In our last hour we move up to the chapel and bash out a small scene in three set-ups which all look great. The camera and lighting teams move like well-oiled machines so I can deliver the goods in record time.
We wrap five minutes early and I’m off like a shot with a runner/driver to the station. I’m heading home to Cambridge tonight for a brief but needed break from the world of this film.IMG_2934.JPG

Feature Shoot: Day 21

Feature Shoot: Day 20

A week to go. A party atmosphere is already developing. Rupert has decorated the magliners with tinsel and Xmas lights, and a box of Roses has appeared by the checks monitor.
Bex from Ren joins the crew for a couple of days as camera trainee. She covers for George in the never-ending battle to get a Teradek signal from one room to another.
I do a lot of walking up and down stairs while talking into a radio.
Rain messes with our plans. We shoot bits in the nun cell and surrounding corridors, and a scene in the chapel upstairs. This latter set we light for daylight for the first time. We have 15KW of lamps burning. Ben rigs a Joker Bug, a small 400W HMI, behind the false window, and we have larger HMIs coming in from the corridor and the loft above.
We shoot the nun cell redressed as a different room. It’s very hard to light a desk that is away from the window and the ceiling gobo. I shall ponder this problem before we shoot in there again.
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Feature Shoot: Day 20

Feature Shoot: Day 19

I feel like crap when I wake up, but by the time we start shooting I’m merely sniffly and a bit achey.
Last night I spotted on today’s call sheet that heavy rain was forecast and a day exterior was scheduled! After I pointed this out, the scene was bumped and so we’re shooting mostly in the nun cell and corridor today. After reviewing Javier’s edits with Ben, we decided that 650s on the ceiling simulating candlelight look best with a layer of tough-spun diffusion on, as per the chapel set, so this morning we diff the 650s in the corridor set too.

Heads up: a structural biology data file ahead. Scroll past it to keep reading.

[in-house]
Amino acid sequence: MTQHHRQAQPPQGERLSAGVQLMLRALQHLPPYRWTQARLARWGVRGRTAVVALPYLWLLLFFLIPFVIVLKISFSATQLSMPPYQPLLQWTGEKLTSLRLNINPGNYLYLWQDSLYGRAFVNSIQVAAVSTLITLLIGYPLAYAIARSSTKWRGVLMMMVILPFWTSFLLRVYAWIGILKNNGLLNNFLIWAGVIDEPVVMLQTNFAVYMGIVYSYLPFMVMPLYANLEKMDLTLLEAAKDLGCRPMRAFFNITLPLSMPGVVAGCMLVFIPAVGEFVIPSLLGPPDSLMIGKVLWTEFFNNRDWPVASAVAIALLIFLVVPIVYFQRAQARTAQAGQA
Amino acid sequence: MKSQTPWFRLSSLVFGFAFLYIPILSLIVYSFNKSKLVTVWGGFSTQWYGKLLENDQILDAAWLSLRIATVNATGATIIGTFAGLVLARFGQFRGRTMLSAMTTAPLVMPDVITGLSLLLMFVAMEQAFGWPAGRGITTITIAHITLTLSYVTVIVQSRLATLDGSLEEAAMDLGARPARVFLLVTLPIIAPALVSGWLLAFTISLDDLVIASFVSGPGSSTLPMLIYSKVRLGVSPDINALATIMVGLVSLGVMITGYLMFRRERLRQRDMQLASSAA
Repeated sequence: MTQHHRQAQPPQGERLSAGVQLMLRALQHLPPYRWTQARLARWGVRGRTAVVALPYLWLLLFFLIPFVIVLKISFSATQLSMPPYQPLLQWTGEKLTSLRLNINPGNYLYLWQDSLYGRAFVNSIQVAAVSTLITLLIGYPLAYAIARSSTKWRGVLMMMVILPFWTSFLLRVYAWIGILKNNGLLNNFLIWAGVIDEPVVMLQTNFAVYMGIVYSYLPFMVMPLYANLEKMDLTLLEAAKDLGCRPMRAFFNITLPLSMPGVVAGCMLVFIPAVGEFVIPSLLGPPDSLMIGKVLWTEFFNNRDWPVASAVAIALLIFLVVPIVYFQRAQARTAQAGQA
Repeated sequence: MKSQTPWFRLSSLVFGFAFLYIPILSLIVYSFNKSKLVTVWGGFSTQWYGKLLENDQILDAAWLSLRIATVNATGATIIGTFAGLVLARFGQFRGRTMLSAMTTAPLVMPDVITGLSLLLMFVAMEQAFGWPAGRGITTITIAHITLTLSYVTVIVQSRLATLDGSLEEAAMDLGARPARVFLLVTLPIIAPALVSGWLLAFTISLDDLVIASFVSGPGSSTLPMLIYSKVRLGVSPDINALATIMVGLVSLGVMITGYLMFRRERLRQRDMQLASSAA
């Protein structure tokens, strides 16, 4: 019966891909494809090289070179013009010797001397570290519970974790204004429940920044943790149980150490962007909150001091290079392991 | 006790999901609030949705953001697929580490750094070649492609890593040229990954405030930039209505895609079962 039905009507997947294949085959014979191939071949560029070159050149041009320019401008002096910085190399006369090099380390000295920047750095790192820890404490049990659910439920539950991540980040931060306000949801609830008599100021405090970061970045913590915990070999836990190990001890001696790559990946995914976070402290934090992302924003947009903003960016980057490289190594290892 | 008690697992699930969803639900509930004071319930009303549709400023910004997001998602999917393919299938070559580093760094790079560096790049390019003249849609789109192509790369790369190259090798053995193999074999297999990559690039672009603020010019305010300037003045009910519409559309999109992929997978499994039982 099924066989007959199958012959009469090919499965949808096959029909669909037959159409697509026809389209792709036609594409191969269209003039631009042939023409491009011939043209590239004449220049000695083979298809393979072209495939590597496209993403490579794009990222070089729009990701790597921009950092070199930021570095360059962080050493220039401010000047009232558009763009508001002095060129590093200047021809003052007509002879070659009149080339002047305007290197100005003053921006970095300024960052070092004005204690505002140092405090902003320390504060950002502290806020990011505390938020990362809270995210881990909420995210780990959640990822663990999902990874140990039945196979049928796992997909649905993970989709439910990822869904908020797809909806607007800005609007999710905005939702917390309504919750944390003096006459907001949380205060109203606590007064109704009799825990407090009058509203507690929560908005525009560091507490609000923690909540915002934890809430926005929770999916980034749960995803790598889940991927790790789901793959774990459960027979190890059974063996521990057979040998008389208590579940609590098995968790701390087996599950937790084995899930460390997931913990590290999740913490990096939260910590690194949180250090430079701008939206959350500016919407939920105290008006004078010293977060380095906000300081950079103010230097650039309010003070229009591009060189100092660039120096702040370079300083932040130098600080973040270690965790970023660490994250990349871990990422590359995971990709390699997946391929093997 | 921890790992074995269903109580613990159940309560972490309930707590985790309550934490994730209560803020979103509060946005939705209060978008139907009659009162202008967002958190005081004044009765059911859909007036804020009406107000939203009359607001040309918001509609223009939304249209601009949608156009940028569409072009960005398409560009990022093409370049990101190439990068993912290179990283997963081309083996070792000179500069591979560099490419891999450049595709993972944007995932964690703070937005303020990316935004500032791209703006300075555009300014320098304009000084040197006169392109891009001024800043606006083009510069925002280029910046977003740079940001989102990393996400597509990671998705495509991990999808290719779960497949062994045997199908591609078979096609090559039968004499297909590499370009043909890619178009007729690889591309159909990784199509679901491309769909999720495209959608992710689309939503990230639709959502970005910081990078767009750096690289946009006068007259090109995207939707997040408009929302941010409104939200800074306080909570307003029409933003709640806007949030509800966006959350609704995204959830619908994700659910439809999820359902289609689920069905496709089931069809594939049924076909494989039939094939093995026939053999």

The nun cell has one small window and a gobo grill in the ceiling, so the lighting options are very limited. Though sometimes less is more. We do a night scene and, for the first time, I eliminate the 2.5K HMI punching in the window, going just with the 575W HMI coming in through the ceiling gobo (with opal diffusion and steel blue gel) and a kino in the window (with steel blue). We use bounce boards to bend the light onto the actors when these sources cannot reach them.
We bump up a candle in the room with a 300W tungsten fresnel. Ben fashions a black-wrap snood for it which makes its patch of light very controllable. Max fades it up and down in sync with the candle being lit and blown out.
Later, for a different scene, the 2.5K comes back into play. It works best when the beam misses our heroine. She’s just lit by the natural bounce and the diffusion caused by the impure ‘glass’ in the window. The shaft of light, combined with the textures of the set, give the image a beautiful painterly quality.
I regret that I cannot give a more convincing impression of nighttime in the cell. I would love there to be black outside the window, but any lamp powerful enough to put sufficient light into the set also makes the window itself turn white, as if there is a bright sky outside. If the window was modern, clean, fully transparent glass that would not happen, but this is a period film. I would also love to make the candlelight appear to be a much brighter source than the ‘moonlight’ coming in from the window. But there isn’t room. We can bump up the candlelight slightly in a mid or close-up, but in a wide there’s nowhere to hide anything.
One of the last shots of the day is a pick-up from a Tretower scene with an off-camera fire. The FX boys, Warwick and Aaron, bring in a fishtail – a small flame bar – along with a wind machine and smoke to replicate the exterior conditions indoors.

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Feature Shoot: Day 19

Feature Shoot: Day 18

We’re at the tree we reccied the other day, shooting a major stunt sequence. I noted on the reccie that the sun orientation was not ideal, but there was no real alternative. If it was overcast it wouldn’t matter, but we have blue skies for much of the day. The sun travels across the section of the sky we can’t shoot towards because of modern buildings in the background, so apart from the first hour or two of the day I’m forced to shoot with nasty frontlight. We use an 8’x8′ quarter silk to soften it a bit, but there’s not a lot else we can do. I got a nice lens flare shot early in the day, just before the sun went around into the no-go zone, so that keeps me happy for a while.
After lunch we shoot tight pick-ups for scenes we didn’t manage to finish at Tretower. The art department mock up a bit of set and we look at the Tretower footage on a laptop to match the lighting. It’s amazing what you can get away with on a 75 or 100mm lens.
I think I might be coming down with something. The shoot has reached the stage where the cumulative fatigue is a very real issue. I make a Lemsip when I get back to the cottage and hope I’ll feel better in the morning.

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Feature Shoot: Day 18